Deutsche Bank twin towers

Deutsche Bank twin towers

I’ve been in Frankfurt, looking at the Energiewende, the German term for the transition from an energy wasteful fossil fuel economy to one based on the efficient use of renewables as the basis for the entire economy. There really are some impressive things going on here.


Frankfurt has more Passiv Haus and other green accredited (LEED, DGNB, BREEAM equivalent) buildings than any other city in the World. Much of the current buzz in the city is about energy positive buildings, ones that actually generate more energy than they consume. The possibilities with new buildings are tremendous and the additional construction costs usually can be paid back very quickly in terms of reduced energy bills, or income from surplus energy. However, of course, retrofitting existing buildings is more problematic, but still it is staggering just what is being done here.


The twin towers of the Deutsche Bank were built in the 1980’s, 155 metres high, with 38 floors in one, 40 in the other. From 2007 to 2010 they underwent a very comprehensive eco-retrofit. The achievements are worth listing: during the reconstruction over 98% of the building material was recycled, the building now uses 67% less energy for heating and cooling, 55% less electricity, 74% less water, and 89% reduction in carbon emissions have been achieved. This was the first retro-fit to be awarded LEED Platinum accreditation. Many other buildings across the city are now being retrofitted, which collectively and over time will substantially improve the energy efficiency and sustainability of the whole built environment.


But it’s not just the buildings that are impressive. Public transport here is excellent as are conditions for walking and cycling. Note the cycle taxi in the photo above. In the Deutsche Bank reconstruction the car parking provision was reduced and that for cycling expanded.


The city of Frankfurt, and the whole Frankfurt-Rhein-Main region, are planning an energy future that is based on 100% renewable energy for electricity, heating, cooling and then also increasingly for transport. And they plan to generate most of it locally, which if can be done in Germany, it can be done in UK, which overall has better potential sources of renewable energy. A very efficient district heating network is being rolled out, fed by an evolving mix of energy sources such as the combined heat and power plants at Fechenheim, which uses local biomass, or that at Niederrad that is gas powered. Currently that gas is mainly ordinary fossil gas, but increasingly the gas used will become a renewable resource. Bio-methane from anaerobic digesters is already been fed into the gas main in growing quantities. Surplus wind power is now beginning to be converted into both hydrogen and methane to be fed into the gas grid, or used as transport fuels, or stored and then used to generate electricity for when the wind isn’t blowing or the sun shining. Wind to gas is becoming ever more significant as wind power grows. It, along with a whole raft of other technologies, means that the problems often associated with wind such as its intermittency and variability can be overcome. Hats off to ITM Power, Thuga Group, Fraunhofer Institute and Mainova who are developing and implementing this most useful of technologies.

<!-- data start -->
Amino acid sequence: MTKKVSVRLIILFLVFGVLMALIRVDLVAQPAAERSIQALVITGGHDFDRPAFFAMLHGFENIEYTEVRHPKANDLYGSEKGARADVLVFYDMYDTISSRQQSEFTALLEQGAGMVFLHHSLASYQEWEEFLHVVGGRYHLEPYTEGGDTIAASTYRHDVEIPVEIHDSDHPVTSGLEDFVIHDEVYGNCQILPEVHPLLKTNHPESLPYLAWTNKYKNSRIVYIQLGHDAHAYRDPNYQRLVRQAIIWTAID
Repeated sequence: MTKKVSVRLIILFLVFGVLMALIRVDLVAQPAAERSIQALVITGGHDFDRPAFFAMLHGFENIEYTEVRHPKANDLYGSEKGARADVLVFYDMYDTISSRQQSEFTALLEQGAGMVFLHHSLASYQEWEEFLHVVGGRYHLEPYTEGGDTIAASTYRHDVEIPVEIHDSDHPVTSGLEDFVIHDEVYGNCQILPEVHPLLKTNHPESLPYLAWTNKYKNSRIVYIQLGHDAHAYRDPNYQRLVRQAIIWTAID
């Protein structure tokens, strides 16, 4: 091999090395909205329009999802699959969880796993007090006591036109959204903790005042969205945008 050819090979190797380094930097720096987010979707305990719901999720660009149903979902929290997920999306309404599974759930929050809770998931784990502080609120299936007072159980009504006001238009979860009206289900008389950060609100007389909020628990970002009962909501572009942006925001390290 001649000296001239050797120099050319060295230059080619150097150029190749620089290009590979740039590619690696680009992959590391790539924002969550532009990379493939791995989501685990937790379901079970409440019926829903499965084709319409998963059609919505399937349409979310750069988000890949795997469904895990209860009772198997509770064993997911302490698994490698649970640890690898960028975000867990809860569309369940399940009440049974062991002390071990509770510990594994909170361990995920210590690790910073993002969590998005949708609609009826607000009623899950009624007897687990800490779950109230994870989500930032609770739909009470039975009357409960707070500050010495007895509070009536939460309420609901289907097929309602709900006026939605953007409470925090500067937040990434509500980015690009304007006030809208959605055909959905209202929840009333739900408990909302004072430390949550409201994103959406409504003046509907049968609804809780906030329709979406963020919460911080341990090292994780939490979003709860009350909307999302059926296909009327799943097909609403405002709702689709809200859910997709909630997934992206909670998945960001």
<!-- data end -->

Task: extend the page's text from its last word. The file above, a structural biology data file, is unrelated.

Innovation is at the heart of the Energiewende. I wish this portfolio of policies and technologies was better understood in the UK. Groups of town planners, architects, and perhaps most of all, politicians should come here and see what is going on. We in the UK have a lot to learn from places such as Frankfurt.



Susanne Petry and Architecture in Dialogue organise excellent tours of the city to highlight some of it’s achievements. and see the English version of their catalogue


Frankfurt’s vision for a clean energy future, in English


Wind to gas and and this map shows power to gas projects across Germany